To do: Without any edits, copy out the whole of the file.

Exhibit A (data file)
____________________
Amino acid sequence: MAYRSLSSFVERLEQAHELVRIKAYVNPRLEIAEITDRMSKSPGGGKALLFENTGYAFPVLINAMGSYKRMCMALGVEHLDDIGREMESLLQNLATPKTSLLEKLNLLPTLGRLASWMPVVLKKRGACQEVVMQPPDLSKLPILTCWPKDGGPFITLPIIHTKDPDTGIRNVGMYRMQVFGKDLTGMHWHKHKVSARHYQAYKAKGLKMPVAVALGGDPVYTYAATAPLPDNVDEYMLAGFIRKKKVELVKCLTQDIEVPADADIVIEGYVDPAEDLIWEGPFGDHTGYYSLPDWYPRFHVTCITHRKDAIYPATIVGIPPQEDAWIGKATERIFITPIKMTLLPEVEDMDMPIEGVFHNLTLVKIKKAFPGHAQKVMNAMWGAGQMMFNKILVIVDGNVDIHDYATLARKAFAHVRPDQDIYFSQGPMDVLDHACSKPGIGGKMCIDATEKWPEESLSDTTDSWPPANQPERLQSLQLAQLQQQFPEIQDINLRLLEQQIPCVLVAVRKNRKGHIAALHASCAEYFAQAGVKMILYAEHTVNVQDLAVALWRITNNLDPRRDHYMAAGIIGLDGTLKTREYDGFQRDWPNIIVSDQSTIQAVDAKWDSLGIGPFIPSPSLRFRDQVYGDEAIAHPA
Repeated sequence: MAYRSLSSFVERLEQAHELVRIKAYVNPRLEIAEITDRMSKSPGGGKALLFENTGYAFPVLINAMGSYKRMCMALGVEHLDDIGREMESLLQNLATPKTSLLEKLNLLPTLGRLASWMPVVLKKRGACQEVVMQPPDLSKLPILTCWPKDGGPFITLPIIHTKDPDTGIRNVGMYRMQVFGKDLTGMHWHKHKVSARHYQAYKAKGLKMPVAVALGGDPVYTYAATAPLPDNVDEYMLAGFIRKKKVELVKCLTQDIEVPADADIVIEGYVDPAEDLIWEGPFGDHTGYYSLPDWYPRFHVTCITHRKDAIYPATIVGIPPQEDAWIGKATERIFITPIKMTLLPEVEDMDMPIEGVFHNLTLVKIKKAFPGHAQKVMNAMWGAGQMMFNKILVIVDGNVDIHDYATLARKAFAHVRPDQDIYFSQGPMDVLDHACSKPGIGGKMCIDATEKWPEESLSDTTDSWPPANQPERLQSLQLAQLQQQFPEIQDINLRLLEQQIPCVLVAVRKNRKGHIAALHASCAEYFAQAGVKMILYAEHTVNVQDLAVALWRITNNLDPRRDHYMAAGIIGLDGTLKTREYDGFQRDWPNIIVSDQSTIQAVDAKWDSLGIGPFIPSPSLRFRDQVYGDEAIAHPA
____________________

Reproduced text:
Amino acid sequence: MAYRSLSSFVERLEQAHELVRIKAYVNPRLEIAEITDRMSKSPGGGKALLFENTGYAFPVLINAMGSYKRMCMALGVEHLDDIGREMESLLQNLATPKTSLLEKLNLLPTLGRLASWMPVVLKKRGACQEVVMQPPDLSKLPILTCWPKDGGPFITLPIIHTKDPDTGIRNVGMYRMQVFGKDLTGMHWHKHKVSARHYQAYKAKGLKMPVAVALGGDPVYTYAATAPLPDNVDEYMLAGFIRKKKVELVKCLTQDIEVPADADIVIEGYVDPAEDLIWEGPFGDHTGYYSLPDWYPRFHVTCITHRKDAIYPATIVGIPPQEDAWIGKATERIFITPIKMTLLPEVEDMDMPIEGVFHNLTLVKIKKAFPGHAQKVMNAMWGAGQMMFNKILVIVDGNVDIHDYATLARKAFAHVRPDQDIYFSQGPMDVLDHACSKPGIGGKMCIDATEKWPEESLSDTTDSWPPANQPERLQSLQLAQLQQQFPEIQDINLRLLEQQIPCVLVAVRKNRKGHIAALHASCAEYFAQAGVKMILYAEHTVNVQDLAVALWRITNNLDPRRDHYMAAGIIGLDGTLKTREYDGFQRDWPNIIVSDQSTIQAVDAKWDSLGIGPFIPSPSLRFRDQVYGDEAIAHPA
Repeated sequence: MAYRSLSSFVERLEQAHELVRIKAYVNPRLEIAEITDRMSKSPGGGKALLFENTGYAFPVLINAMGSYKRMCMALGVEHLDDIGREMESLLQNLATPKTSLLEKLNLLPTLGRLASWMPVVLKKRGACQEVVMQPPDLSKLPILTCWPKDGGPFITLPIIHTKDPDTGIRNVGMYRMQVFGKDLTGMHWHKHKVSARHYQAYKAKGLKMPVAVALGGDPVYTYAATAPLPDNVDEYMLAGFIRKKKVELVKCLTQDIEVPADADIVIEGYVDPAEDLIWEGPFGDHTGYYSLPDWYPRFHVTCITHRKDAIYPATIVGIPPQEDAWIGKATERIFITPIKMTLLPEVEDMDMPIEGVFHNLTLVKIKKAFPGHAQKVMNAMWGAGQMMFNKILVIVDGNVDIHDYATLARKAFAHVRPDQDIYFSQGPMDVLDHACSKPGIGGKMCIDATEKWPEESLSDTTDSWPPANQPERLQSLQLAQLQQQFPEIQDINLRLLEQQIPCVLVAVRKNRKGHIAALHASCAEYFAQAGVKMILYAEHTVNVQDLAVALWRITNNLDPRRDHYMAAGIIGLDGTLKTREYDGFQRDWPNIIVSDQSTIQAVDAKWDSLGIGPFIPSPSLRFRDQVYGDEAIAHPA